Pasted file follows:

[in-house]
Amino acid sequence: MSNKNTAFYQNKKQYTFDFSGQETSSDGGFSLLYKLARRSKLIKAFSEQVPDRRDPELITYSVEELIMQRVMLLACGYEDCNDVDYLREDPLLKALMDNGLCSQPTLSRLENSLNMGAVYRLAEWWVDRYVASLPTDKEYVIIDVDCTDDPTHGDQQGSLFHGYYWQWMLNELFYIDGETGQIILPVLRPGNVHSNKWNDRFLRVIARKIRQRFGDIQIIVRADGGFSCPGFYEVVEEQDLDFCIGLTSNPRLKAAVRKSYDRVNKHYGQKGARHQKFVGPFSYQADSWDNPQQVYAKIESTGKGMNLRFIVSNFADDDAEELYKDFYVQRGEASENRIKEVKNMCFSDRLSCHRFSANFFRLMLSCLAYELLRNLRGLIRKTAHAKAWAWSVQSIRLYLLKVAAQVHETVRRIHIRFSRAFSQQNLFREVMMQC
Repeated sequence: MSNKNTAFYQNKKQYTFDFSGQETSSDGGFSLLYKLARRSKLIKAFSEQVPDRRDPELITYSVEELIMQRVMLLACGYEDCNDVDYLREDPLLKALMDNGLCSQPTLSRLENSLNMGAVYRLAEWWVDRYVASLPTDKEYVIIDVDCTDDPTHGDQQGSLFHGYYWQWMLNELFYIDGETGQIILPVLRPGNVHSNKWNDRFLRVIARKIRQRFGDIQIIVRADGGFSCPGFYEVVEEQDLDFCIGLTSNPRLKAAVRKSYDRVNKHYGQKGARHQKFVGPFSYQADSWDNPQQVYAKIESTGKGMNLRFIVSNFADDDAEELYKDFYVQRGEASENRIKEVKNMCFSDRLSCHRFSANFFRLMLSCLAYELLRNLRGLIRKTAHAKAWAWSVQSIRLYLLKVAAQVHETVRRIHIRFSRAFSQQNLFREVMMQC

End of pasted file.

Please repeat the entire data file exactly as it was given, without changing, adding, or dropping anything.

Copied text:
[in-house]
Amino acid sequence: MSNKNTAFYQNKKQYTFDFSGQETSSDGGFSLLYKLARRSKLIKAFSEQVPDRRDPELITYSVEELIMQRVMLLACGYEDCNDVDYLREDPLLKALMDNGLCSQPTLSRLENSLNMGAVYRLAEWWVDRYVASLPTDKEYVIIDVDCTDDPTHGDQQGSLFHGYYWQWMLNELFYIDGETGQIILPVLRPGNVHSNKWNDRFLRVIARKIRQRFGDIQIIVRADGGFSCPGFYEVVEEQDLDFCIGLTSNPRLKAAVRKSYDRVNKHYGQKGARHQKFVGPFSYQADSWDNPQQVYAKIESTGKGMNLRFIVSNFADDDAEELYKDFYVQRGEASENRIKEVKNMCFSDRLSCHRFSANFFRLMLSCLAYELLRNLRGLIRKTAHAKAWAWSVQSIRLYLLKVAAQVHETVRRIHIRFSRAFSQQNLFREVMMQC
Repeated sequence: MSNKNTAFYQNKKQYTFDFSGQETSSDGGFSLLYKLARRSKLIKAFSEQVPDRRDPELITYSVEELIMQRVMLLACGYEDCNDVDYLREDPLLKALMDNGLCSQPTLSRLENSLNMGAVYRLAEWWVDRYVASLPTDKEYVIIDVDCTDDPTHGDQQGSLFHGYYWQWMLNELFYIDGETGQIILPVLRPGNVHSNKWNDRFLRVIARKIRQRFGDIQIIVRADGGFSCPGFYEVVEEQDLDFCIGLTSNPRLKAAVRKSYDRVNKHYGQKGARHQKFVGPFSYQADSWDNPQQVYAKIESTGKGMNLRFIVSNFADDDAEELYKDFYVQRGEASENRIKEVKNMCFSDRLSCHRFSANFFRLMLSCLAYELLRNLRGLIRKTAHAKAWAWSVQSIRLYLLKVAAQVHETVRRIHIRFSRAFSQQNLFREVMMQC